3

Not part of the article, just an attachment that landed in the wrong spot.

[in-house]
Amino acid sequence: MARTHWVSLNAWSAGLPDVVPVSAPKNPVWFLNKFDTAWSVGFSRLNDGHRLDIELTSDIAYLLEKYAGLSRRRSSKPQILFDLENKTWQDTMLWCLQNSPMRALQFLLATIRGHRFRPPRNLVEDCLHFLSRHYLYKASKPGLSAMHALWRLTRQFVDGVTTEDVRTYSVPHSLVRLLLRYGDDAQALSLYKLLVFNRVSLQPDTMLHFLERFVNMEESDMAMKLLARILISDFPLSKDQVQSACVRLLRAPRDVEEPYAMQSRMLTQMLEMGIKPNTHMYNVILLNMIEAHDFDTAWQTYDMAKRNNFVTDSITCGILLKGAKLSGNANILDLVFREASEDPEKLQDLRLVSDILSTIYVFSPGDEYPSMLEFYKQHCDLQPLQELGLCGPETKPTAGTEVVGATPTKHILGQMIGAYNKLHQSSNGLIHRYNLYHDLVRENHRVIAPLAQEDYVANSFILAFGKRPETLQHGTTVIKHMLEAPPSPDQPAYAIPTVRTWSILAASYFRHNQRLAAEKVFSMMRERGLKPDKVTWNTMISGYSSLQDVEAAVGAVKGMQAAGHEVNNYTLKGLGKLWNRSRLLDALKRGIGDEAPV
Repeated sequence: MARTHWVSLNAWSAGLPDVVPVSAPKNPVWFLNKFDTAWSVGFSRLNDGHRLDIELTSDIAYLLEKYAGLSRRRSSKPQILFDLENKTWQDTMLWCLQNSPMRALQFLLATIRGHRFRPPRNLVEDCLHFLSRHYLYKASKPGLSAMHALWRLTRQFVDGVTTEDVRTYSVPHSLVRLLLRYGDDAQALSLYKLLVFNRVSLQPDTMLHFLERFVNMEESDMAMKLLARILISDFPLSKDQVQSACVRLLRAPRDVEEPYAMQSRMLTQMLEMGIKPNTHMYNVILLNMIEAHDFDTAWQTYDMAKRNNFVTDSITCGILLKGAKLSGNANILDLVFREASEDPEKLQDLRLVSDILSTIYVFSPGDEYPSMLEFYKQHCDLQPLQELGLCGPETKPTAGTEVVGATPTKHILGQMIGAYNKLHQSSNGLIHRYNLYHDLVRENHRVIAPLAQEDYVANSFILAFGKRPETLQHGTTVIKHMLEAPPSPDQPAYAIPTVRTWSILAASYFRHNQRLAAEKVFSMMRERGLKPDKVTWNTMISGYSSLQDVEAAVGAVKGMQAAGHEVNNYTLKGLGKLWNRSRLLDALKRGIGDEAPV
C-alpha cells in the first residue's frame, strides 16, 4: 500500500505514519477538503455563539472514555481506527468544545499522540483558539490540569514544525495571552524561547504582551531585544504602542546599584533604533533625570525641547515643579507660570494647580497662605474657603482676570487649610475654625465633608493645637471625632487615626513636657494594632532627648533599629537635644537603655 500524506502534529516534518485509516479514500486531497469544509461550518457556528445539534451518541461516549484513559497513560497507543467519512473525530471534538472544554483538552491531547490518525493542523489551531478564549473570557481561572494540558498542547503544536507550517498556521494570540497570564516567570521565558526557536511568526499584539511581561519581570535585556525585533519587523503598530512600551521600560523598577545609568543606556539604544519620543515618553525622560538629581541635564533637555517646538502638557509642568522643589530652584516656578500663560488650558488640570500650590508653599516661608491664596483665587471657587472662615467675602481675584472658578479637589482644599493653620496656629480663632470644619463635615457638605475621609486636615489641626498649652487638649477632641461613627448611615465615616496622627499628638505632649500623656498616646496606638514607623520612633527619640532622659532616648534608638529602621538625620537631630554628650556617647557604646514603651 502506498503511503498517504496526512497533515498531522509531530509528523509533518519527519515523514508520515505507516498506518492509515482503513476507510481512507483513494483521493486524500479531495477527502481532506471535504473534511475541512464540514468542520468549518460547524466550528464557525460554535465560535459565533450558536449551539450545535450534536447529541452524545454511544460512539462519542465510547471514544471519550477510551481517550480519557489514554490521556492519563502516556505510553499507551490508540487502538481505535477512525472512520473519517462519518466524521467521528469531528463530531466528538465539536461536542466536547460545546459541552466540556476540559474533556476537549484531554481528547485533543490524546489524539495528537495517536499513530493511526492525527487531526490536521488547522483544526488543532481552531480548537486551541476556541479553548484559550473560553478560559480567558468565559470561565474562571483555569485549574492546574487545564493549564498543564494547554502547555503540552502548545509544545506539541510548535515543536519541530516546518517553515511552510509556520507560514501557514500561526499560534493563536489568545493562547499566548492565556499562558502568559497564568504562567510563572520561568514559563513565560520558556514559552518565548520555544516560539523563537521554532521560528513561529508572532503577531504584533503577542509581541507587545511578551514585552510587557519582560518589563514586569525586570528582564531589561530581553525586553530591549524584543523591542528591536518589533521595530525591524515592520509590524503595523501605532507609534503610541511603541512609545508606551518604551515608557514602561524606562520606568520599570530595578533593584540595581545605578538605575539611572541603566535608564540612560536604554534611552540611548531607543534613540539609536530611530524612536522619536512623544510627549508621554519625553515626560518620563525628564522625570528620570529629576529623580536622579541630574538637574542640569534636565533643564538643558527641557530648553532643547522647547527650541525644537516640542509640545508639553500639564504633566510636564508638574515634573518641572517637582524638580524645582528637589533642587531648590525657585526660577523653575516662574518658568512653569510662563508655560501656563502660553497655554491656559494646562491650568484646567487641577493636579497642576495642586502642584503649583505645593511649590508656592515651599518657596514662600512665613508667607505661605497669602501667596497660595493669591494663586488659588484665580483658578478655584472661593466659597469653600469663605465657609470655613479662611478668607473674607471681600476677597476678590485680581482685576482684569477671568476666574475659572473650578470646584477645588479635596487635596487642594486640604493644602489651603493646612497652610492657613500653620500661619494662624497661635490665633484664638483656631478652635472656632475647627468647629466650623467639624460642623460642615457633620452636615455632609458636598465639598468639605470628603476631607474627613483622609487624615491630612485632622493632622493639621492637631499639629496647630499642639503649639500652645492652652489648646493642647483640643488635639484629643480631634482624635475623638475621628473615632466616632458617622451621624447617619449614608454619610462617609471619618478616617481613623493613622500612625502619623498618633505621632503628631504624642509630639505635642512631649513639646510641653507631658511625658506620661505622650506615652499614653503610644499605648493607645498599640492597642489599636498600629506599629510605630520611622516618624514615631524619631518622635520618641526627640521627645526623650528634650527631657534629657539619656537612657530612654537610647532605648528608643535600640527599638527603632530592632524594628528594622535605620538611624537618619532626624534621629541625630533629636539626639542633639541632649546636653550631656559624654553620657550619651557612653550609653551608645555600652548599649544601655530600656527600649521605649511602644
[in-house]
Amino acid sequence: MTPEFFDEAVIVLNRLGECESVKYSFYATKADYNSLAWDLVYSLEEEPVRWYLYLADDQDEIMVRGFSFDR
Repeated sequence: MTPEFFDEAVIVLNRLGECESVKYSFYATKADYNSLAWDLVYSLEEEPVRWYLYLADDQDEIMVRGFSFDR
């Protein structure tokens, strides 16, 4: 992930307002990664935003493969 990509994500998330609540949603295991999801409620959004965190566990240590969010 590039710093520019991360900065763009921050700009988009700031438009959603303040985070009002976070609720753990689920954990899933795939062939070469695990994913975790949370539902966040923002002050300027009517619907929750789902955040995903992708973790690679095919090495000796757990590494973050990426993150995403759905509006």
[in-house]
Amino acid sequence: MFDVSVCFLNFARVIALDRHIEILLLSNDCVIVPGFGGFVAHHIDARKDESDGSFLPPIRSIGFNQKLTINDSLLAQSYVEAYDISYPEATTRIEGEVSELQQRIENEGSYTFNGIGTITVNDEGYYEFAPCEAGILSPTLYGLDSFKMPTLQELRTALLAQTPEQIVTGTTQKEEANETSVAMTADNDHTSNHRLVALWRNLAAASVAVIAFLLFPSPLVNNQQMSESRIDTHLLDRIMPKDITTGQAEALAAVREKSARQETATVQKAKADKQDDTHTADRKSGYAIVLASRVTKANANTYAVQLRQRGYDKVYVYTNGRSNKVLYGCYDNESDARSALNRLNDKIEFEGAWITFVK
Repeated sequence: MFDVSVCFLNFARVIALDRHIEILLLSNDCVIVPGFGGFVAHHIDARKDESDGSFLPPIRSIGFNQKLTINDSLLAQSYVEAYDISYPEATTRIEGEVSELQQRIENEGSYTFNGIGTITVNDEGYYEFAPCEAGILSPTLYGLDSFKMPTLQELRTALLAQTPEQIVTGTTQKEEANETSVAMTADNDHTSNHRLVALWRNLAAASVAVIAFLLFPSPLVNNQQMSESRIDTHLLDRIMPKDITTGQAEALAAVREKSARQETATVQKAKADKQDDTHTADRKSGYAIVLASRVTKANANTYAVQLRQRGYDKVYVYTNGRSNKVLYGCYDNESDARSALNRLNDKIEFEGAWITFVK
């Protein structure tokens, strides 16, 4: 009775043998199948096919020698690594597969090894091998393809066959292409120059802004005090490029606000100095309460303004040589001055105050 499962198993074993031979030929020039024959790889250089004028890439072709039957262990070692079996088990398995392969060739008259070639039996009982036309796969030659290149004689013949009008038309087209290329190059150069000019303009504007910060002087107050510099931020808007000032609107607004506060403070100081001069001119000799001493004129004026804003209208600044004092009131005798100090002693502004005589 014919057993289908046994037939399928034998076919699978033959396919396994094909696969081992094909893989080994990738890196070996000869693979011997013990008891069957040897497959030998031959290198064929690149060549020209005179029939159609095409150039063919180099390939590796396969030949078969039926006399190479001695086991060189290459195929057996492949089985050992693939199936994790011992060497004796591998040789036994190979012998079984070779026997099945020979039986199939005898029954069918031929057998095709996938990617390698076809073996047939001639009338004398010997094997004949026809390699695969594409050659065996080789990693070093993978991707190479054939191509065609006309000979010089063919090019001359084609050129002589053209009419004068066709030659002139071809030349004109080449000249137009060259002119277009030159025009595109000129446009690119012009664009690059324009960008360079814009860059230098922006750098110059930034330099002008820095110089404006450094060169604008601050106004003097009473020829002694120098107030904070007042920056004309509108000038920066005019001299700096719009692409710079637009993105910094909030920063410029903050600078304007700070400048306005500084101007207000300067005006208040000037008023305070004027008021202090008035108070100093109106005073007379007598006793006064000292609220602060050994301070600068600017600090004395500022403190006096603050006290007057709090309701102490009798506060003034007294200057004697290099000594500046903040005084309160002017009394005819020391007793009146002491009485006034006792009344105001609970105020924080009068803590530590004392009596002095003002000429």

The Armenian translation lacks the last two chapters on Roman emperors and consuls, but it has now been suggested (Greenwood 2008) that there may be found in the Armenian Anonymous Chronicle (ca. AD 686–690). A garbled version of these chapters is also thought to be present in the Excerpta Latina Barbari (Frick: 183–371). 4 At third hand, for example, is Eusebius’ knowledge of Berossus, who is given as the ultimate source for his Chaldaean chapter (Karst 1911: 6–9; Syncellus 28–30). Berossus is said to be copied from Alexander Polyhistor (presumably at first hand), who nevertheless twice refers to Apollodorus in the quotations (FGrH 244, FF 83–84). This is taken to be pseudepigraphical (Schwartz 1894: 2861–2862) because Apollodorus’ Chronika did not extend before the Trojan War (FGrH 244, TT 2, 6b). However, Apollodorus wrote several works, such as the Peri Theōn or the mythological study which lies partly behind the pseudepigraphical Bibliothēkē (Diller 1935), and the prehistoric events may have been included in one of them. For the suggestion that Apollodorus must have had access to Babylonian material, see Kokkinos 2009a: 17. Under the circumstances, the name of Apollodorus should also be restored in the corrupted reading of Vitruvius, De Arch. 9.6.2 (conjectured to be ‘Athenodorus’), where it is explicitly said that he followed Berossus in astrological study. Vitruvius mentions him together with ‘Antipater’, who must therefore be Antipater of Tarsus, Apollodorus’ fellow-student under Diogenes the Babylonian (Kokkinos 2009a: 17; cf. Kokkinos 2009b: 43, n. 21). 5 For the suggestion that the Median, Lydian and Persian material came from Porphyry of Tyre, and probably also through Julius Africanus, see Kokkinos 2009a: 11–12. 6 Karst 1911: 125, lines 6–24; cf. Aucher 1818: 359; Schoene & Petermann 1875: 263–265. 7 For a recent discussion, see Chapter 4.4 of the substantial study on the Olympic Victor Lists by P. Christensen (2007: 250–276) – but with reservations regarding the quality of judgement in many issues throughout this book. Christesen’s chapter on the question of the sources of Eusebius’ list, which begins by supporting Mosshammer and ends by supporting Burgess, seems unrevised at best.